Once again, we forgot entirely about Nestle’s French enfant, Perrier.
We try to block Nestle out of our minds/pocketbooks as much as possible anyway, but honestly we don’t buy much Perrier, despite how good they usually are, because these “slim” cans are far too small for people who need to be consuming sparkling water from the moment we wake up until the moment we go to bed. We need a daily keg, not a tiny little 8 ouncer.
However. A recent trip to Target had us face-to-face with the most bizarre exercise in Limited Edition we had ever seen. A large sugar skull effigy squished onto one of Perrier’s signature slim cans with the hypnotic invitation into something called “Mystère Potion”. Equal parts compelling and comical.
Given the current season (fall), we assumed this was a Dia de los Muertos crossover attempt. (And still think it is?)
The holiday has been increasing in popularity, and we can only assume that Perrier wanted to capture some of that Coco magic. And we don’t blame them, because Coco is pure f*cking magic.
However. A few things instantly confused us.
Another part of us thought, is this supposed to be New Orleans-inspired? Like French + skulls just take us there tbh. Also, le mot “Potion” with that rich, purple color also takes us to some witchy New Orleans place. We definitely get some “laissez les bons temps rouler” wafting off of this.
But again, the early November rollout, the Calavera can art. It’s a little LaCroix curaté in its muddled, multicultural execution. Especially considering the “mystère potion” is not exactly a mystery?
Because let’s state the obvious, like Perrier does : Right under the tease of a “Mystery Potion” the word “Blackberry” is printed underneath. Right there. BLACKBERRY. And if you didn’t notice, the haunting, dark purple skeletal sockets are in the shape of blackberries, sooooo… mystery solved? Before it even began really.
The only Mystère here is why it’s called Mystère. 🔮
Unless the flavor isn’t the “mystère” part, but the convoluted branding. Now that’s left us stumped. Anyway, we’re excited anyway. The chaotic, choose-your-own-cultural-origin adventure marketing worked.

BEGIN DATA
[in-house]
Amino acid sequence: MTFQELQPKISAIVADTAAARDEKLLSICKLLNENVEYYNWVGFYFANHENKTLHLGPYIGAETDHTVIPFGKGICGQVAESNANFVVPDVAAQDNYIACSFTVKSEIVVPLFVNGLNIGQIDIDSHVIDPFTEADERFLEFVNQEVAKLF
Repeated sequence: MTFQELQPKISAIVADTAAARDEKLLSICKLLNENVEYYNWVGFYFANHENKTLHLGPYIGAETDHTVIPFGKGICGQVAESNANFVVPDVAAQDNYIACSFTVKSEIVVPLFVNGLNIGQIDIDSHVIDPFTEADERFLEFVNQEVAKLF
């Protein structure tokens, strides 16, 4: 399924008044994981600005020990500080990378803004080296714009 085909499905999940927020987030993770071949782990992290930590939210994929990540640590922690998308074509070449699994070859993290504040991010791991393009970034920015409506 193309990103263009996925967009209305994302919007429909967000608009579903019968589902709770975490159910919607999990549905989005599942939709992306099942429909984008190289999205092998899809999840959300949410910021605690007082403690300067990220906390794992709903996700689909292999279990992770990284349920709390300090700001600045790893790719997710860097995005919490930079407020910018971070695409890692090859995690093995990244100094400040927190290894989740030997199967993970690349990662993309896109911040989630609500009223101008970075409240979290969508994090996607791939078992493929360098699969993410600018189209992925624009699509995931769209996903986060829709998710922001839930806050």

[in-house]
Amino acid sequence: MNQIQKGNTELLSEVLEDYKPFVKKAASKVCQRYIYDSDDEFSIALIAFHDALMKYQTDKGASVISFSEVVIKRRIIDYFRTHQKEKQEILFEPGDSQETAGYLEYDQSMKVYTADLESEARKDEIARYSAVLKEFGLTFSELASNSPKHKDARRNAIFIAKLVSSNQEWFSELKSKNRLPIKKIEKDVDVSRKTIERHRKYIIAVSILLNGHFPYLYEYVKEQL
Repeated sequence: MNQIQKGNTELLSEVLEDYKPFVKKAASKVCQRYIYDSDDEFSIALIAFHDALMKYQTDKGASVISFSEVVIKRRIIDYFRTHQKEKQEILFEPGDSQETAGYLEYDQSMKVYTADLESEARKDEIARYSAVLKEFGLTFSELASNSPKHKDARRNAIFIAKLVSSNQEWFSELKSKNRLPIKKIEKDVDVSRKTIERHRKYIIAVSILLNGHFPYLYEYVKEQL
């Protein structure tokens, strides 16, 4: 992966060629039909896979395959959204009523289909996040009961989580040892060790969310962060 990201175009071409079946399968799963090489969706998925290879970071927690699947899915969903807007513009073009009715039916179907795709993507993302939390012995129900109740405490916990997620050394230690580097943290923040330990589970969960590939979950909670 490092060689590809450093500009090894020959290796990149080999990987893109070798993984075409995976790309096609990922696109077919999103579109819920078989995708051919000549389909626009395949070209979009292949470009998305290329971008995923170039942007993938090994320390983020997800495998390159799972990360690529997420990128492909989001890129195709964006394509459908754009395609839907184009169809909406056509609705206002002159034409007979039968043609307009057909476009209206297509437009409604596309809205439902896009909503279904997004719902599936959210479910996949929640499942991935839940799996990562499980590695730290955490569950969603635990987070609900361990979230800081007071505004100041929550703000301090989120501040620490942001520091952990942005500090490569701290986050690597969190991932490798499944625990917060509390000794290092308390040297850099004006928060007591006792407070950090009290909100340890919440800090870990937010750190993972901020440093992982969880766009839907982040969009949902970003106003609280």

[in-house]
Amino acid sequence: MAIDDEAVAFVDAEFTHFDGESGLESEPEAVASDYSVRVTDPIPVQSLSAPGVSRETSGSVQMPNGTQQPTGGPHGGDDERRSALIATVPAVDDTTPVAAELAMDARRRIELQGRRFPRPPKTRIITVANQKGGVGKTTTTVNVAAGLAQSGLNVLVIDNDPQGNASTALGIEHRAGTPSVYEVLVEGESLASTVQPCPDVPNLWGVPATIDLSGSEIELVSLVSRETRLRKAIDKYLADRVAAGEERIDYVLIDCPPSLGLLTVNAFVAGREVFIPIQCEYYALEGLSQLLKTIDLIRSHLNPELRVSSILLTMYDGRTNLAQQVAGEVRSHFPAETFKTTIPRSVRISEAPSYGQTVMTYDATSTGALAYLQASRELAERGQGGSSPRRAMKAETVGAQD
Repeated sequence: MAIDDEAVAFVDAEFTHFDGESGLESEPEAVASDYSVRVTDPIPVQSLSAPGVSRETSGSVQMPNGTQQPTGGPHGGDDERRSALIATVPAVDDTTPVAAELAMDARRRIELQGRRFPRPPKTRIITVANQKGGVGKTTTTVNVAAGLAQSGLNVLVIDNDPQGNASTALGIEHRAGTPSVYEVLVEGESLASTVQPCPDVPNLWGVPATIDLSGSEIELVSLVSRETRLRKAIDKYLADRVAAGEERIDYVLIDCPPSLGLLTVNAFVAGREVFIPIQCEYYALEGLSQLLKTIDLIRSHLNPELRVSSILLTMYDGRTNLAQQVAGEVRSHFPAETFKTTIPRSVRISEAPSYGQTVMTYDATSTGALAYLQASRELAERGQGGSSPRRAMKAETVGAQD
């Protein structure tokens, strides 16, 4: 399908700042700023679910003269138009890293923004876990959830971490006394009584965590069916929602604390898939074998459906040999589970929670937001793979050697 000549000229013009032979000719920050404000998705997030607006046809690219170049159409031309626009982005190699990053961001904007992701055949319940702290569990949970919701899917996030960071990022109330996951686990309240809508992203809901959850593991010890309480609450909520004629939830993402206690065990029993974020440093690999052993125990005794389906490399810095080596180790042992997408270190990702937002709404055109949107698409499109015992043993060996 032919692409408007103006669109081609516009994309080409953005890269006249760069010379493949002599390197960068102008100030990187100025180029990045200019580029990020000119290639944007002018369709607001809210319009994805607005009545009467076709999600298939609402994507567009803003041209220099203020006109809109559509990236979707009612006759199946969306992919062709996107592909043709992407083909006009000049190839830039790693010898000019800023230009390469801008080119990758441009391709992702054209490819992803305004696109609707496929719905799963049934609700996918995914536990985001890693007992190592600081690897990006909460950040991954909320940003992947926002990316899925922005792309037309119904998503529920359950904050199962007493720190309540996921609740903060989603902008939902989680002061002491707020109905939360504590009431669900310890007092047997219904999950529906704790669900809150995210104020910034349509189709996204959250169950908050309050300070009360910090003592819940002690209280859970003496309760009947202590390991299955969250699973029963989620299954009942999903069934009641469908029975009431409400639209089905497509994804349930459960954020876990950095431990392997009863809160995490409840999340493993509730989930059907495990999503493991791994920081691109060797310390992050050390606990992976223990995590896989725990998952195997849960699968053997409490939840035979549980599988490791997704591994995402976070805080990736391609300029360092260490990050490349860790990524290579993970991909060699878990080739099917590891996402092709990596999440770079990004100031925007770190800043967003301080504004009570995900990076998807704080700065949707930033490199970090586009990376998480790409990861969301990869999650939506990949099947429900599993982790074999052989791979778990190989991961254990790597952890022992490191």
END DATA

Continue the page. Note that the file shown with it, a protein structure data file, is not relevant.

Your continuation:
We pop open this tiny little pop top and take a sniff over the tiny little mouth hole (seriously, does tiny equate to fancy in France? Give us some America jumbo sized sparkling water drink holes, Perrier.)
Unlike the size of the space you drink from, the aroma wafting off of this is surprisingly large and in charge. A rich, mixed berry compote. Possibly beneath some artisanal Icelandic Skyr. Yes, we realize we just described the scent of yogurt with fruit at the bottom, but this is fancy afterall.
So as usual, this is great.
The blackberry is ripe and robust. Balanced fruitiness with that signature Perrier hint of salt and minerality that just truly does it for us. It’s subtle and delicate, without veering into the citric acid dregs category, like so many lesser subtle efforts towards something gentle and nuanced veer. No, this mysteriously remains full-bodied and definitive, while still retaining that light touch.
The usual Perrier artistry.
On the other hand, if you close your eyes and lean into your imagination, suddenly you’re imbibing a fruity cereal milk with a hint of salt (to make it fancy). Mystery Potion, indeed. This is all working and wth, why?
All of this amounts to some degree of mystery potion, and it’s mostly trying to unpack the intent here. Sure they tipped their hand and told us it was blackberry, but that milky cloudy overlay alludes to “potion” in a way that is both hilarious and also totally on point. It doesn’t make sense, but we really like it.
That low key saltiness as usual imparts something glorious to the overall effect. Lighter than the Ardor salt, but distinct enough to give it some Gerolsteiner glow.
Once again, the black sorcerers at Nestle lure us in with their dark corporate potions. Nothing like co opting sacred, spiritual rituals in the name of expensive sparkling water!
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